With the above steps, you have added the Selenium library against your SOAPUI installation.

Why do we need a Selenium Library.

  1. There may be instances where we may require to interact with UI to get some data for API automation.
    e.g getting Session-id for automating secure API automation.
  2. Cases to perform end to end testing.

The Script Library to get the SessionID:

I have developed the following Class which will get the the SessionId in headless mode or ghost/daemon mode.

We call it as headless mode or ghost/daemon mode because this program actually runs in the background without a user interface or simply the browser won’t show up when running this test.

import org.openqa.selenium.By;
import org.openqa.selenium.WebDriver;
import org.openqa.selenium.WebElement;
import org.openqa.selenium.support.ui.ExpectedCondition;
import org.openqa.selenium.support.ui.WebDriverWait;
import java.util.concurrent.TimeUnit;
import org.openqa.selenium.remote.DesiredCapabilities;
import org.openqa.selenium.phantomjs.PhantomJSDriver;
import org.openqa.selenium.phantomjs.PhantomJSDriverService;
class Headlessdriver {
    String session (String url, String username, String password) {
    DesiredCapabilities caps = new DesiredCapabilities();
    caps.setCapability("phantomjs.binary.path", "ext\\phantomjs.exe");
    String[] args = [ "--ignore-ssl-errors=yes" ];
    caps.setCapability(PhantomJSDriverService.PHANTOMJS_CLI_ARGS, args);
    //System.setProperty("webdriver.chrome.driver", ".//chromedriver.exe");
    WebDriver driver = new PhantomJSDriver(caps);
    driver.manage().timeouts().implicitlyWait(60L, TimeUnit.SECONDS);
    // Sign in on the CAS login page
    String sessionIdFull = driver.manage().getCookieNamed("sessionId").toString();
    String SessionId = sessionIdFull.split("; ")[0];
    return SessionId;

Save this script as “Headlessdriver.groovy”.

One interesting option in SoapUI is you can define your own script libraries for external groovy scripts.

By default the Script Library points to “\bin\scripts”

You can see that by going to File->Preferences->Ready! API->Script Library

But if you are using source control, then it will be convenient for you to check in the external groovy scripts inside your project.

So what I have done is, I have created a directory called “Scripts” inside my project. Now you can change the above preferences to point the scripts located in your script library.

But in the recent versions, you have to configure this in your Project Level also using relative path.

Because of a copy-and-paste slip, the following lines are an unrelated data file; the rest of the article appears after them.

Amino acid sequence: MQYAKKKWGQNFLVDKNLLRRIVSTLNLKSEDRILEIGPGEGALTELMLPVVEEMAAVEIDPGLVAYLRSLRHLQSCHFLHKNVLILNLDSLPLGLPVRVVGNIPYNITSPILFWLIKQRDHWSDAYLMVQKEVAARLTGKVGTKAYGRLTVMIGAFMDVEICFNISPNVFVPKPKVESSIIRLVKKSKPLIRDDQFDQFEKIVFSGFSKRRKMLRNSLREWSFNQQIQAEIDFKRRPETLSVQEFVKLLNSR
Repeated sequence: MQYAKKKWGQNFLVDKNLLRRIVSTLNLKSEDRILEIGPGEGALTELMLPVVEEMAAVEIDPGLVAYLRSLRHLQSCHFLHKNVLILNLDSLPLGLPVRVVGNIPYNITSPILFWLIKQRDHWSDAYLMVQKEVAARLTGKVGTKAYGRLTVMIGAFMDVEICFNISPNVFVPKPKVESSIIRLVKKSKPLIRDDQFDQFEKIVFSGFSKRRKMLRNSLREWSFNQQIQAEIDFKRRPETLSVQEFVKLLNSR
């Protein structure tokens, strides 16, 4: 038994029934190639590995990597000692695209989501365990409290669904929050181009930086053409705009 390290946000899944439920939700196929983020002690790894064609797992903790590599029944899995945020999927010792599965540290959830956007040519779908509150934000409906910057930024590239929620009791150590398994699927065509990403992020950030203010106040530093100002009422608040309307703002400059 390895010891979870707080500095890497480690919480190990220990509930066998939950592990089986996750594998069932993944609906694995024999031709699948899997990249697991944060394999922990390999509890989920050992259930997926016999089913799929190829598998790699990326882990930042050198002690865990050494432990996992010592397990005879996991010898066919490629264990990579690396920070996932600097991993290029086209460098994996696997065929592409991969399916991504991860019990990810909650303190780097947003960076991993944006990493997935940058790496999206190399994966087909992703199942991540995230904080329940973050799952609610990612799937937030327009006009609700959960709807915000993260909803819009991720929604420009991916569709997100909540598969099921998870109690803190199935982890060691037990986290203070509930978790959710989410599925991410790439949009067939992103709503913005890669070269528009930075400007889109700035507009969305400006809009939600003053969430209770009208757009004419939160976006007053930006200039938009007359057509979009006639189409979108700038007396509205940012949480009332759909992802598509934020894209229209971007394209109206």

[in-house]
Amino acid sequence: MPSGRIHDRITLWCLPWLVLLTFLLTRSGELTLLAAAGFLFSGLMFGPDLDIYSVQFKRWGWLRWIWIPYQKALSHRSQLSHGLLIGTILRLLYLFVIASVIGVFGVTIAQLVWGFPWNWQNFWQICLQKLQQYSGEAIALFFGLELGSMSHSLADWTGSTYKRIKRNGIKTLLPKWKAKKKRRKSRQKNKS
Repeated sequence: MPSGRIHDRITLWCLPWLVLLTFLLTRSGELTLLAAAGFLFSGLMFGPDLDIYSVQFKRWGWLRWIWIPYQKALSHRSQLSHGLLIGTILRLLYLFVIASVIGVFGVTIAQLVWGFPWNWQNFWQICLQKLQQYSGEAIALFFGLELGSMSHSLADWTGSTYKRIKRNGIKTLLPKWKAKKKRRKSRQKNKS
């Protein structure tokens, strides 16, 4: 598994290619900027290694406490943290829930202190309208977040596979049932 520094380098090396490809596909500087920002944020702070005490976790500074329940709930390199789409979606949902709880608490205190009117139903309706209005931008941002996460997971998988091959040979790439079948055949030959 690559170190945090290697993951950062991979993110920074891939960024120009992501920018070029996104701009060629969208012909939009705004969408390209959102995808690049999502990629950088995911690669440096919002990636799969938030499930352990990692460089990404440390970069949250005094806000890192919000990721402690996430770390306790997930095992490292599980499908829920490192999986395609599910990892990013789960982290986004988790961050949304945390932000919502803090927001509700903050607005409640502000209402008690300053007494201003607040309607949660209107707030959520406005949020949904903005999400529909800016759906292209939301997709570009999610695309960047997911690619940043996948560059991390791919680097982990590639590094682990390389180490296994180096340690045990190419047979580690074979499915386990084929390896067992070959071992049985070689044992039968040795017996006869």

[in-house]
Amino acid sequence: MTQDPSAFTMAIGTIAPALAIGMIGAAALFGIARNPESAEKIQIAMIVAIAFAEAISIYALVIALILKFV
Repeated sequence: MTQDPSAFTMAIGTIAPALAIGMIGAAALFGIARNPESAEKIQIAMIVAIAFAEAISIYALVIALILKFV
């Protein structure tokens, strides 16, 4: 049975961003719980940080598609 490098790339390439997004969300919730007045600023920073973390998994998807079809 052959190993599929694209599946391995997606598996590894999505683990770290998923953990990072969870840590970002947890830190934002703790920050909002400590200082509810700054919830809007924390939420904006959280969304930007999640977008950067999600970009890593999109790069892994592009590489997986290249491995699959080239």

Click on you “Project” Go to “Project Properties” tab and Change “Resource Root” to “${projectDir}”

Change “Script Library” to “${projectDir}\API-Tests\Scripts”

How do we Call this Script inside our SoapUI test cases?

You can Call this Script from your “Test Case SetUp” or in your “Test Suite SetUp” or from “Groovy Script Test Step”.

def groovyUtils = new com.eviware.soapui.support.GroovyUtils( context );
String url = context.expand( '${#Project#AuthenticateRequestURL}' )
String username = "yourusername";
String password = "yourpassword";
Obj = new Headlessdriver();
String session = Obj.session(url, username, password);
//When Calling from SetUp
testSuite.setPropertyValue("SessionId", session);
//When Calling from Groovy Script Test Step
testRunner.testCase.testSuite.setPropertyValue("SessionId", session); 

The above script will create/update a Property called “SessionId” in the your Test Suite.

You can use this Session information in your header for hitting Secured API’s.

Create a Header Named “Cookie” with Value ${#TestSuite#SessionId} in your SoapUI `http requests.

SoapUI Get SessionID

The whole purpose is, I have to automate testing for some Secured API’s, which need Session Id of my application to send request and to receive expected response.

I am using Soap-UI for my API Testing.

Initially I thought of using SoapUI to achieve the same. But my application uses SAML requests and do lot of redirection before getting into the Login Page.

So my alternative workaround is to go for the some other frameworks to fetch this session Id.

I have already discussed the same in the following post.